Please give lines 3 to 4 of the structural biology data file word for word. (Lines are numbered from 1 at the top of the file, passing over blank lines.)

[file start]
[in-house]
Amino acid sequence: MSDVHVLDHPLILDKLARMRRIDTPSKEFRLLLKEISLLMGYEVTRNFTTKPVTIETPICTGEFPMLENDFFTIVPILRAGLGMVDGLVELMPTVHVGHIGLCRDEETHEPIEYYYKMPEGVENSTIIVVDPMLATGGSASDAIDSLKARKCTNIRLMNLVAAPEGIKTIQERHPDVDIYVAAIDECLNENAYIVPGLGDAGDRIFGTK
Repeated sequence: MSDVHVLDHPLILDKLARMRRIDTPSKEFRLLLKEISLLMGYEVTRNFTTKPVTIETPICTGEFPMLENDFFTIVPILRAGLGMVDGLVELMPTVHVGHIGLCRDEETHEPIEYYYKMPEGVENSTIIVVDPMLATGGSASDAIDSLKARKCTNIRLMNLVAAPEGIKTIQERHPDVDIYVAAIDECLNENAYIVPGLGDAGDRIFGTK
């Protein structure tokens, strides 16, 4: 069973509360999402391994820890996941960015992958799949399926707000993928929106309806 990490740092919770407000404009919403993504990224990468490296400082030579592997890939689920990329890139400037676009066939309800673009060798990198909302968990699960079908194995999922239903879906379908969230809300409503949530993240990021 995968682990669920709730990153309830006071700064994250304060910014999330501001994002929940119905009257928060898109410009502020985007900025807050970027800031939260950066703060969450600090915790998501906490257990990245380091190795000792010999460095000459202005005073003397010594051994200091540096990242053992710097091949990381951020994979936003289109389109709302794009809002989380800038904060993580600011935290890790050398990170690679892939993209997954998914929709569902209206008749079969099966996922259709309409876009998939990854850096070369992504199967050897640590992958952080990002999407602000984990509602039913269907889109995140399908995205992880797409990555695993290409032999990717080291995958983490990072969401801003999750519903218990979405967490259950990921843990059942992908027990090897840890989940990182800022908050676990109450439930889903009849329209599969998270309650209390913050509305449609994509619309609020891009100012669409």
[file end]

Repeated sequence: MSDVHVLDHPLILDKLARMRRIDTPSKEFRLLLKEISLLMGYEVTRNFTTKPVTIETPICTGEFPMLENDFFTIVPILRAGLGMVDGLVELMPTVHVGHIGLCRDEETHEPIEYYYKMPEGVENSTIIVVDPMLATGGSASDAIDSLKARKCTNIRLMNLVAAPEGIKTIQERHPDVDIYVAAIDECLNENAYIVPGLGDAGDRIFGTK
């Protein structure tokens, strides 16, 4: 069973509360999402391994820890996941960015992958799949399926707000993928929106309806 990490740092919770407000404009919403993504990224990468490296400082030579592997890939689920990329890139400037676009066939309800673009060798990198909302968990699960079908194995999922239903879906379908969230809300409503949530993240990021 995968682990669920709730990153309830006071700064994250304060910014999330501001994002929940119905009257928060898109410009502020985007900025807050970027800031939260950066703060969450600090915790998501906490257990990245380091190795000792010999460095000459202005005073003397010594051994200091540096990242053992710097091949990381951020994979936003289109389109709302794009809002989380800038904060993580600011935290890790050398990170690679892939993209997954998914929709569902209206008749079969099966996922259709309409876009998939990854850096070369992504199967050897640590992958952080990002999407602000984990509602039913269907889109995140399908995205992880797409990555695993290409032999990717080291995958983490990072969401801003999750519903218990979405967490259950990921843990059942992908027990090897840890989940990182800022908050676990109450439930889903009849329209599969998270309650209390913050509305449609994509619309609020891009100012669409």